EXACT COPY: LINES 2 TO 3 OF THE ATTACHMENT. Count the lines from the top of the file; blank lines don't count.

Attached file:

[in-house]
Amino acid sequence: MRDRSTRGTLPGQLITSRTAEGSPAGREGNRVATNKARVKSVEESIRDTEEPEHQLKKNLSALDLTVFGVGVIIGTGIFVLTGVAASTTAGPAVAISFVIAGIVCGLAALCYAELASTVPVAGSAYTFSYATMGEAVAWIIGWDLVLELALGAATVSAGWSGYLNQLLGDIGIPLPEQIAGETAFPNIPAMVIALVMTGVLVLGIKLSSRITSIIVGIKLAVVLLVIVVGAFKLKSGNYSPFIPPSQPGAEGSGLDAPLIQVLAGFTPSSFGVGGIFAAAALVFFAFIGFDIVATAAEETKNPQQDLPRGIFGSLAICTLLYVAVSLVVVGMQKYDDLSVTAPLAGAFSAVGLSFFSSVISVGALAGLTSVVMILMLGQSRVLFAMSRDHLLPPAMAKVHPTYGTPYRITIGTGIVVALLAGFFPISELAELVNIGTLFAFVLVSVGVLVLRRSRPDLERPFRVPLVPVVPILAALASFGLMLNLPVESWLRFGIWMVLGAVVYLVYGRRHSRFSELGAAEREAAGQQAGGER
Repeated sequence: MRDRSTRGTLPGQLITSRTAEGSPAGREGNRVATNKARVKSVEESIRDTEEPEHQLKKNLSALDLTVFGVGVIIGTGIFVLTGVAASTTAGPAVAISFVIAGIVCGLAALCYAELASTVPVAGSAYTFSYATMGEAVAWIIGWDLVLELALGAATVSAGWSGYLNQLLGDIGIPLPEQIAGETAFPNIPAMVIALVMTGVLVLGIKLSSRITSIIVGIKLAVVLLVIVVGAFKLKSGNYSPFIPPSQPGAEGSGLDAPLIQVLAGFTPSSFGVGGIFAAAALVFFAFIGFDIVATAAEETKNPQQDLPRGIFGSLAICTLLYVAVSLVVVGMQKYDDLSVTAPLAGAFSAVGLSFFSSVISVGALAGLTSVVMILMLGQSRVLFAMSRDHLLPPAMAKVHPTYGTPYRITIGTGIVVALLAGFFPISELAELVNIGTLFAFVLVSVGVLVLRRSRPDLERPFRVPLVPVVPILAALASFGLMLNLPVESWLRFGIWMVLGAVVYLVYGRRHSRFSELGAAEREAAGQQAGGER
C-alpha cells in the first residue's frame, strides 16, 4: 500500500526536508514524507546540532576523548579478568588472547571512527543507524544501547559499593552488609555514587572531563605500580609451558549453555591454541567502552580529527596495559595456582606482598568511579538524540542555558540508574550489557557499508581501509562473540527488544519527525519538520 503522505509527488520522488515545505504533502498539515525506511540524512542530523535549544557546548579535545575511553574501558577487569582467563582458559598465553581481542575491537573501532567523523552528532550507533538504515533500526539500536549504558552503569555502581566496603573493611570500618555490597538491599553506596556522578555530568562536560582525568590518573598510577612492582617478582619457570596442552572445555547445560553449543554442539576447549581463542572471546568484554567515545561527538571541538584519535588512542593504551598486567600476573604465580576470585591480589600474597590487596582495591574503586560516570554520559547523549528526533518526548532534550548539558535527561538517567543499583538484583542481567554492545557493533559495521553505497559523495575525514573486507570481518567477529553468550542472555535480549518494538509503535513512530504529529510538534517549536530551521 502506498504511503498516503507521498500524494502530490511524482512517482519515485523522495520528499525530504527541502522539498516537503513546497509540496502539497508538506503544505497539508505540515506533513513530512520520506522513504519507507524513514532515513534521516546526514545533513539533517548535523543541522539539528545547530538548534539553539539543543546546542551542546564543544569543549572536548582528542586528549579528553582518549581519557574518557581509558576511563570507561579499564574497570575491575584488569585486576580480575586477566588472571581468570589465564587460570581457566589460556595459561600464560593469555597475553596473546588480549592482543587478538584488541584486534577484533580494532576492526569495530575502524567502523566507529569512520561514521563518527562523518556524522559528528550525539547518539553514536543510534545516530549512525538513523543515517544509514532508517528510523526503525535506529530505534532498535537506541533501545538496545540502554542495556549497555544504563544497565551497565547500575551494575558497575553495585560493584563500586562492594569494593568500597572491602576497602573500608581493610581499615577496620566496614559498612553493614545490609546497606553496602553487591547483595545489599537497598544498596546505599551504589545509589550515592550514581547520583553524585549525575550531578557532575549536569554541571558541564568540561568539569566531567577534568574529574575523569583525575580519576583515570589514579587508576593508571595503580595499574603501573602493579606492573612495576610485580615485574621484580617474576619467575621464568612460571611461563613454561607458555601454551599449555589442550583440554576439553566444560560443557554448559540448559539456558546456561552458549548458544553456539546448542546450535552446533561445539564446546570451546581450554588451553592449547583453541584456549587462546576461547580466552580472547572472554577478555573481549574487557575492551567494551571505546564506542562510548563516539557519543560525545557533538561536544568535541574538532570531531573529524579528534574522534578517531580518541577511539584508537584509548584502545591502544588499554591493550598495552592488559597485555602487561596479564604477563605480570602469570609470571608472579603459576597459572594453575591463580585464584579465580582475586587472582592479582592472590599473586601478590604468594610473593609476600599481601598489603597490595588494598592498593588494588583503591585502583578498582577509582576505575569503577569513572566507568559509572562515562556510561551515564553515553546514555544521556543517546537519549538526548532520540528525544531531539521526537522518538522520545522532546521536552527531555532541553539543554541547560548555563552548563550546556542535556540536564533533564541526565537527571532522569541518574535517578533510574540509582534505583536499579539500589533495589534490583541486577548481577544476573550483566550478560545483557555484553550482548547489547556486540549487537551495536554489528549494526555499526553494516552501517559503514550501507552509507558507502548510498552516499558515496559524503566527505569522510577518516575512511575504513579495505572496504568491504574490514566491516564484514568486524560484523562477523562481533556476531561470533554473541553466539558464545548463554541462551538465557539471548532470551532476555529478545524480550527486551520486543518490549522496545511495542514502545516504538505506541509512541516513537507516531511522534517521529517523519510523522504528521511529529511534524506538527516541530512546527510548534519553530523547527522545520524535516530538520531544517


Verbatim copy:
Amino acid sequence: MRDRSTRGTLPGQLITSRTAEGSPAGREGNRVATNKARVKSVEESIRDTEEPEHQLKKNLSALDLTVFGVGVIIGTGIFVLTGVAASTTAGPAVAISFVIAGIVCGLAALCYAELASTVPVAGSAYTFSYATMGEAVAWIIGWDLVLELALGAATVSAGWSGYLNQLLGDIGIPLPEQIAGETAFPNIPAMVIALVMTGVLVLGIKLSSRITSIIVGIKLAVVLLVIVVGAFKLKSGNYSPFIPPSQPGAEGSGLDAPLIQVLAGFTPSSFGVGGIFAAAALVFFAFIGFDIVATAAEETKNPQQDLPRGIFGSLAICTLLYVAVSLVVVGMQKYDDLSVTAPLAGAFSAVGLSFFSSVISVGALAGLTSVVMILMLGQSRVLFAMSRDHLLPPAMAKVHPTYGTPYRITIGTGIVVALLAGFFPISELAELVNIGTLFAFVLVSVGVLVLRRSRPDLERPFRVPLVPVVPILAALASFGLMLNLPVESWLRFGIWMVLGAVVYLVYGRRHSRFSELGAAEREAAGQQAGGER
Repeated sequence: MRDRSTRGTLPGQLITSRTAEGSPAGREGNRVATNKARVKSVEESIRDTEEPEHQLKKNLSALDLTVFGVGVIIGTGIFVLTGVAASTTAGPAVAISFVIAGIVCGLAALCYAELASTVPVAGSAYTFSYATMGEAVAWIIGWDLVLELALGAATVSAGWSGYLNQLLGDIGIPLPEQIAGETAFPNIPAMVIALVMTGVLVLGIKLSSRITSIIVGIKLAVVLLVIVVGAFKLKSGNYSPFIPPSQPGAEGSGLDAPLIQVLAGFTPSSFGVGGIFAAAALVFFAFIGFDIVATAAEETKNPQQDLPRGIFGSLAICTLLYVAVSLVVVGMQKYDDLSVTAPLAGAFSAVGLSFFSSVISVGALAGLTSVVMILMLGQSRVLFAMSRDHLLPPAMAKVHPTYGTPYRITIGTGIVVALLAGFFPISELAELVNIGTLFAFVLVSVGVLVLRRSRPDLERPFRVPLVPVVPILAALASFGLMLNLPVESWLRFGIWMVLGAVVYLVYGRRHSRFSELGAAEREAAGQQAGGER